- Sarah Rasmussen, Artistic Director
"This is a memory play. About a great adventure and the great wounds it leaves behind."
- Leo Geter, Writer and Director
Ishmael, a new adaptation of Herman Melville's Great American Novel Moby Dick, began as a Minnesota Fringe Festival show in 2015. Somehow I missed it (I only saw 44 shows that year), and I'm also not familiar with the source material (my first experience with it was Theater Coup d'Etat's epic adaptation a few months ago). But even if you did see the Fringe show, or have read the book, you haven't experience Moby Dick quite like this. Since the original production, writer/director Leo Geter (who pulled all of the dialogue directly from the book) has added music, and the result is an inventive and unique piece of music-theater storytelling.
Storytelling is the first word that comes to mind. As the playwright notes, this is constructed as a memory play (similar to the narration in the novel, I gather). The play begins and ends with the character of Ishmael (confidently and consistently played by Jack Weston) in a classroom, and in between he tells us his story. The playwright has condensed the epic story into just 90 minutes in a way that doesn't leave anything lacking (at least not for someone unfamiliar with the book). We still get Ishmael's craving for adventure, the friends and crew members he meets on board the whaling ship, and most importantly, the revenge-focused Captain Ahab. Jack Weston plays all of these characters, with just a change of voice and physicality. It really does feel like the best storyteller enacting a pivotal experience in his life.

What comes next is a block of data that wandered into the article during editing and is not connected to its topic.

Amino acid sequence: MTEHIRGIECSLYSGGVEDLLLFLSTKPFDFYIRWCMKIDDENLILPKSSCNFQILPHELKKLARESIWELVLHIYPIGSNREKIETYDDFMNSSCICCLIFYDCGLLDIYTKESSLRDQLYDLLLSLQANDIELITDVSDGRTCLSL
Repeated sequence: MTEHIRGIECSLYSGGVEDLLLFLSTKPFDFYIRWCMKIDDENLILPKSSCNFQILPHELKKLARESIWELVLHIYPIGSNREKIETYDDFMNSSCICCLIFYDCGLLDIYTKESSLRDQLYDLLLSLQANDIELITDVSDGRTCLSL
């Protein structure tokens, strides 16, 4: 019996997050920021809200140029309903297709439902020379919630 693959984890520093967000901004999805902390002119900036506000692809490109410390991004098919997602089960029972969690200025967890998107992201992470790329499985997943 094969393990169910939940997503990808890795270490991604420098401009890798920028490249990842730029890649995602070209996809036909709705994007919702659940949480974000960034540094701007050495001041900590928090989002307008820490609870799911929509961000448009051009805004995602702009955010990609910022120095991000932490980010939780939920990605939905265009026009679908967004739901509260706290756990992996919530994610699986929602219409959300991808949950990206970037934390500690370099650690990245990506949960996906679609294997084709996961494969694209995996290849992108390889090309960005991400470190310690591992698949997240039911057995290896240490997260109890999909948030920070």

|Jack Weston and the band (photo by Dan Norman)|
As per usual, the design team at the Jungle creates the perfect setting for this inventive storytelling. Sarah Bahr's scenic and costume design is simple but evocative - wooden masts, a few benches moved around to form different arrangements, and a large flowing white sail. The lighting of the backdrop varies from sunrise to dark of night, and the sound blends well between the live music and recorded effects.
Ishmael feels like a Fringe show in its inventiveness, but raised to a new level with the addition of the music and top-notch design elements. This new look at an old story continues through February 4.